It can sometimes be challenging for CIOs, IT Directors and other Senior IT Managers within the business to get the CFO or The Board’s buy-in for an IT project. Many find it even more difficult when they are considering proposing a managed service model, where the third party manages the IT Service Desk and/or parts of IT support, taking over an in-house function.
The CFO will want to know what the benefits are especially in financial terms: how does it save the company money? What are the risks involved? And finally, why would using a provider be better than keeping the activities in-house? It is not difficult to show the return on investment if all the factors are accounted for. Often the perception in the market place is that a managed service trades in-house knowledge and control for greater cost. This is particularly the case when the organisation does not present the correct business case and/or is unaware of the true expense of its IT Service.
With this in mind, the very first step in preparing the business case for the CFO to review is consider all the financial implications of having an in-house solution. Armed with this knowledge, one can now consider the business case profile for the CFO.
One of the most tangible benefits of a managed IT service is cost. Expenditure related to managing the IT Service Desk can be extremely variable. It includes HR costs, sickness and holiday cover and training, as well as the design and implementation of new strategies, best practices to ensure service efficiency and continual improvement.
With a managed service, all of this becomes a fixed monthly cost, smoothing out the expense and providing known, quantifiable out-goings. It also lowers the risk profile of the service to the business with defined services metrics. The managed service provider will also take on the absence cover challenges and staff training.
There is often a general apprehension amongst companies in having a third party take care of an internal function, particularly one that is viewed as the face of IT to the rest of the organisation. It is important to note that with a managed service, the organisation always retains a level of control over the outsourced function, which allows them to focus on strategic business decisions, rather than grappling with the day-to-day management of the service desk.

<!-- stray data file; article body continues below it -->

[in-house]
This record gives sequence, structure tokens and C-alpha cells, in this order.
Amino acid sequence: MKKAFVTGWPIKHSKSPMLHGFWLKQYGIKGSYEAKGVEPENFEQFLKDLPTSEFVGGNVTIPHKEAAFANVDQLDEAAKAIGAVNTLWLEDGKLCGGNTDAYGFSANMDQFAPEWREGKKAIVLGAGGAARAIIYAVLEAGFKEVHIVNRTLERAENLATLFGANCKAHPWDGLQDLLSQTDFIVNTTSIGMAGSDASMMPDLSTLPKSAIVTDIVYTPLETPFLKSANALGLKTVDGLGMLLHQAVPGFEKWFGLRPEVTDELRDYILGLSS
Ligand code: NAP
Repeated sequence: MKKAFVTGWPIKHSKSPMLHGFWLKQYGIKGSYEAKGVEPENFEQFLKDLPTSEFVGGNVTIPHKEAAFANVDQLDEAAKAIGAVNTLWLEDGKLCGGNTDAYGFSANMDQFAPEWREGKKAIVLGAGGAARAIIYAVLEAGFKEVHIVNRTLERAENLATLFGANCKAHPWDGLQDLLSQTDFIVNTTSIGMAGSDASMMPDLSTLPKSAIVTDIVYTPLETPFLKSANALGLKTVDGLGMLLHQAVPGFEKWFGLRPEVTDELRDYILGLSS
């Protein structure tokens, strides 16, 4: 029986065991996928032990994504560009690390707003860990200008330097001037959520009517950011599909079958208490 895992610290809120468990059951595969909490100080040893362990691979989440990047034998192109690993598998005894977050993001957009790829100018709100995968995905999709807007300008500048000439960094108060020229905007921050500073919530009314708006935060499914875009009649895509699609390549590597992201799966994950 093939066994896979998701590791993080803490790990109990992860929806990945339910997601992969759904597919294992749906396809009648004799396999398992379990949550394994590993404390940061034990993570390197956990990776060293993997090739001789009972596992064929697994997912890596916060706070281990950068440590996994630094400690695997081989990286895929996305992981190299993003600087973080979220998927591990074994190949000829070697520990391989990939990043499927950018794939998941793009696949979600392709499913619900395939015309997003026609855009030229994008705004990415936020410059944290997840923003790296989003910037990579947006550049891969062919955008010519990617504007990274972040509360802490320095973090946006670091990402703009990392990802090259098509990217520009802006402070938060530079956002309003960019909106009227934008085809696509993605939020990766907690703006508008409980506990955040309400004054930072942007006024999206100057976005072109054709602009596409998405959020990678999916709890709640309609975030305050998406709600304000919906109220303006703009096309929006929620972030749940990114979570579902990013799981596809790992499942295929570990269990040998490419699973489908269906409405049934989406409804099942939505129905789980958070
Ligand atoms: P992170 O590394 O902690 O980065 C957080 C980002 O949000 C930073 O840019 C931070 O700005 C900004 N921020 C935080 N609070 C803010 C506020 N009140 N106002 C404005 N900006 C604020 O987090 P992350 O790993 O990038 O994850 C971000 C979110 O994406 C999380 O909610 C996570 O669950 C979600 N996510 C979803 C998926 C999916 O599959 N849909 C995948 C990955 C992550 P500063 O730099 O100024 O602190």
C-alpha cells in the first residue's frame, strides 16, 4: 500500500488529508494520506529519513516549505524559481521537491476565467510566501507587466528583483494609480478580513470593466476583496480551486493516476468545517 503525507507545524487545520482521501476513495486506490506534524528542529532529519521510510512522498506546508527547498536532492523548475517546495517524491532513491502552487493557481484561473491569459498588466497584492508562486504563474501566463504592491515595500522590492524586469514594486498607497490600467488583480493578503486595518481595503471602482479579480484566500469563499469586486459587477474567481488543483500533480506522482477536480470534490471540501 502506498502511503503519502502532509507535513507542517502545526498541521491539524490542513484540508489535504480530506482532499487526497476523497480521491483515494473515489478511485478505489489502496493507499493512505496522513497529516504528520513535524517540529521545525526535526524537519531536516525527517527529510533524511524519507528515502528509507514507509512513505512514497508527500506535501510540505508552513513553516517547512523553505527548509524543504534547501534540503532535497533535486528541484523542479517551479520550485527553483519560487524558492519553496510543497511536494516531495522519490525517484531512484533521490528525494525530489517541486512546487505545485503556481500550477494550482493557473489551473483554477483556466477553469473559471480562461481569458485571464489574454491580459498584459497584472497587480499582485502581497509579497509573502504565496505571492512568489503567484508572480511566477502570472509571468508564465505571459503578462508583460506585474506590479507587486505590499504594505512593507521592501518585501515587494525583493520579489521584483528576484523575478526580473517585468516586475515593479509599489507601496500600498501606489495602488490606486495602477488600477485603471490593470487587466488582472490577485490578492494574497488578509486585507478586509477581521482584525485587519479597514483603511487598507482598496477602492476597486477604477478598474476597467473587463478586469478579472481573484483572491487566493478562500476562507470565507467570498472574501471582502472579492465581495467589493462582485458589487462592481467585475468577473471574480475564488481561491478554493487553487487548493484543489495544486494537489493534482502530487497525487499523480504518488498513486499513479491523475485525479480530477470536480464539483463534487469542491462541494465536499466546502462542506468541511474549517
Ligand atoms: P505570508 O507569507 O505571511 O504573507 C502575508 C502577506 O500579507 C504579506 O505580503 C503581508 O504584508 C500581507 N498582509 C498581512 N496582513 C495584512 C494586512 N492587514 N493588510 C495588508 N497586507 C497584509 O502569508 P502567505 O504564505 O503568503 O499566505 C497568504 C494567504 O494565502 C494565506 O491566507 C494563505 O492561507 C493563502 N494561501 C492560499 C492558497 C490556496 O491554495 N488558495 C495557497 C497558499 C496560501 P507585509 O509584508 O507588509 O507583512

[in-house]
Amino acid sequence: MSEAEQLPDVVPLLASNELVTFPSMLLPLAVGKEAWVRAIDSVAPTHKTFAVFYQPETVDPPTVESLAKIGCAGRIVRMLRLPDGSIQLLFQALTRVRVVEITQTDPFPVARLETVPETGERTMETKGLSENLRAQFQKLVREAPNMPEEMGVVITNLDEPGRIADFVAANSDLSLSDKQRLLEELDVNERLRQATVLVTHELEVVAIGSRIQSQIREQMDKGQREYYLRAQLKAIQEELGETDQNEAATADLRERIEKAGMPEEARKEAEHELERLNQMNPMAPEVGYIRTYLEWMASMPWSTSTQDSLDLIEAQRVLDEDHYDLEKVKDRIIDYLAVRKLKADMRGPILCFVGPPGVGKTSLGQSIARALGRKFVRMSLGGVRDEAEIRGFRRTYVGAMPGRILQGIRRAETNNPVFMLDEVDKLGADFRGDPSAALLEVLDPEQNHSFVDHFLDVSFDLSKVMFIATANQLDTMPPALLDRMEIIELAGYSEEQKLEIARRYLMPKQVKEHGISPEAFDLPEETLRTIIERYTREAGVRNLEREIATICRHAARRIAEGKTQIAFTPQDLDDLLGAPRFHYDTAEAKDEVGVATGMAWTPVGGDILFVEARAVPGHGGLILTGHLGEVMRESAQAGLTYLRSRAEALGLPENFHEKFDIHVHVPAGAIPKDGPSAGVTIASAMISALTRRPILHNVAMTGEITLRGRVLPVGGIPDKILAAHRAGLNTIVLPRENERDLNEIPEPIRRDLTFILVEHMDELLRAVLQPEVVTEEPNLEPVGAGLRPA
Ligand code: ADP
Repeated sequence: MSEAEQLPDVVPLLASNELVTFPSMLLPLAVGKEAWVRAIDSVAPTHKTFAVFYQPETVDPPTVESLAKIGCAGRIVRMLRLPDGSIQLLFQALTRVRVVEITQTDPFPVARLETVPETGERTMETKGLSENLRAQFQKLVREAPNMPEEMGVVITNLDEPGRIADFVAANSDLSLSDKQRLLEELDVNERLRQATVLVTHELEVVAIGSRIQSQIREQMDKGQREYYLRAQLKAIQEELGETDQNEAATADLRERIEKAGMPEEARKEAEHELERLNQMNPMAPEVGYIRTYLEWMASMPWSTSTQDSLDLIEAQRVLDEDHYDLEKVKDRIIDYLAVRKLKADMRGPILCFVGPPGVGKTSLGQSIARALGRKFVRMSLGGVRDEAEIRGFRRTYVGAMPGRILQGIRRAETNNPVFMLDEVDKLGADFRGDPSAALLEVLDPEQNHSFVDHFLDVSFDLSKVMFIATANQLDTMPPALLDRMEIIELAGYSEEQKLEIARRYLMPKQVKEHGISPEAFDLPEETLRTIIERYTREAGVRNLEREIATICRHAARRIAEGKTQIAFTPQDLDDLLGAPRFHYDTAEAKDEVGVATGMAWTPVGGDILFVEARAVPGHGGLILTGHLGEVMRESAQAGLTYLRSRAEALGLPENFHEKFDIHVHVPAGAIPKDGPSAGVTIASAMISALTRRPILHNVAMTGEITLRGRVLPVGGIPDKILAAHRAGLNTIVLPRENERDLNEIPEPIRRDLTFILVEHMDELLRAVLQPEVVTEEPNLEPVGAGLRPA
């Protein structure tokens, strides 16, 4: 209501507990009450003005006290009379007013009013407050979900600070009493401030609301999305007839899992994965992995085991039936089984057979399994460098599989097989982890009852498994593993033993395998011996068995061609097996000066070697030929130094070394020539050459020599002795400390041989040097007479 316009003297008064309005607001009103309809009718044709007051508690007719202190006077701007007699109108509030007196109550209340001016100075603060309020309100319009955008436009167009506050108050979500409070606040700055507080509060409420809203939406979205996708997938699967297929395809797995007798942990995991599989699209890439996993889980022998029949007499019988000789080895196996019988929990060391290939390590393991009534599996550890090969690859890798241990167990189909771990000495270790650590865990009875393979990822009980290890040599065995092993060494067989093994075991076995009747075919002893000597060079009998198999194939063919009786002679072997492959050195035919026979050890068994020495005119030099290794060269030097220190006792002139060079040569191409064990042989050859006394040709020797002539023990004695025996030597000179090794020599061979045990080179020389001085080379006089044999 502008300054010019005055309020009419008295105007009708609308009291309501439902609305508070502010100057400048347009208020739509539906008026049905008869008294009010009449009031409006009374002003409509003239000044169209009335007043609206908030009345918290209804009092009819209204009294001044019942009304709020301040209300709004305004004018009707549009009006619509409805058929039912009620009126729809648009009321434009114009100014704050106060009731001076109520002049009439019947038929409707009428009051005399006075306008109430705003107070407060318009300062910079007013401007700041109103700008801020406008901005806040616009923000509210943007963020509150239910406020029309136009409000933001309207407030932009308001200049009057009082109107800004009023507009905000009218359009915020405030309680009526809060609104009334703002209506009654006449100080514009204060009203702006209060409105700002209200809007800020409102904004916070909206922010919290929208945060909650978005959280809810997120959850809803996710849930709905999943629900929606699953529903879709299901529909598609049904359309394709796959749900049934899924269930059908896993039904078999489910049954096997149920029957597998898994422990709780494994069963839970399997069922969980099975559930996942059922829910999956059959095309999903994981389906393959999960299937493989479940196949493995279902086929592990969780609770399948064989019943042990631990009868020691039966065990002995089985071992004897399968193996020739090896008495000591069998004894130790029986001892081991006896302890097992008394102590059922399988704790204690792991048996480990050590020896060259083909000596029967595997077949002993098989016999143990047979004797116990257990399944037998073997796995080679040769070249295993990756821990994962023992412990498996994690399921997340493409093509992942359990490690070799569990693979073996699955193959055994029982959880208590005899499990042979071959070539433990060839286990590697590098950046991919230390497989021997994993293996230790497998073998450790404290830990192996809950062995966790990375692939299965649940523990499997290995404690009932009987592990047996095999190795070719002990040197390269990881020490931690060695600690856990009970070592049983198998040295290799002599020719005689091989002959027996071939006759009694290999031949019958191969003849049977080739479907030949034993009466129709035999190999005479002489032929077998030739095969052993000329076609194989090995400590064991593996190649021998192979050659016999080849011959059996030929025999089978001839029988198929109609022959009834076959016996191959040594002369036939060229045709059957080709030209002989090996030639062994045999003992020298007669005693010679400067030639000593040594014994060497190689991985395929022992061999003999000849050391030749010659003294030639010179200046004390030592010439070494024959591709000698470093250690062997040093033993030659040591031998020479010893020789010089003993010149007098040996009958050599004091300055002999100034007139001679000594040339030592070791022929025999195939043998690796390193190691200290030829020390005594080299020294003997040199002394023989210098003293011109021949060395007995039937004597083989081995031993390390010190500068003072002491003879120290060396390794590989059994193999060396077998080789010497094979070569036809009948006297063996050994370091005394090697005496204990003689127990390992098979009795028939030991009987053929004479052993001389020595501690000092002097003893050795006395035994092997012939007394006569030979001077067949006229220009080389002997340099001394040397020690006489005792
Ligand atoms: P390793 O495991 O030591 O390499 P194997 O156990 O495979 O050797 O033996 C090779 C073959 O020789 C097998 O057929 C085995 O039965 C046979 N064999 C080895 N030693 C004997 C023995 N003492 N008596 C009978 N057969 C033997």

Unlike full IT outsourcing, in a managed service the organisation normally retains ownership of all hardware and software as well as locating the service desk within their premises rather than elsewhere. The organisation sets the Service Level Agreements (SLAs) and if these are not met, there are implications such as financial Service Credits back to the business. These SLAs are constantly refined and honed as the business grows and changes.
It is easy to see that, in the end, it is the Service Provider that risks the most. If they fail, the organisation can find another provider or return to in-house provisioning, but for the provider, this failure will damage their reputation and affect chances of future business.
The key benefit to using an IT service provider is that your organisation benefits from their knowledge and experience of working across other sectors and the Best Practice processes and disciplines they can bring. Defined metrics such as SLAs, formal Continuous Service Improvement initiatives and plans and a formal engagement structure will all help improve service levels and ultimately end-user productivity. Additional benefits include the immediate access to skill-sets and expertise which may be in short supply or not present internally.
All in all, a managed service is a cost-efficient solution that can increase an organisation’s competitive advantage.
There are different models which can be adopted: an organisation might only outsource its helpdesk or desktop support staff, the out-of-hours function, or use the provider for its flexibility in providing an amount of temporary staff for seasonal increase or holiday and sickness cover.
With the right model, tailored to the organisation’s specific needs, IT can become a cost saver and a real value-add. Managed services can not only support the business but also help it grow, flexing with the needs of the company and allowing the CFO to invest finances in other areas and projects without having to worry about unexpected IT support costs any more.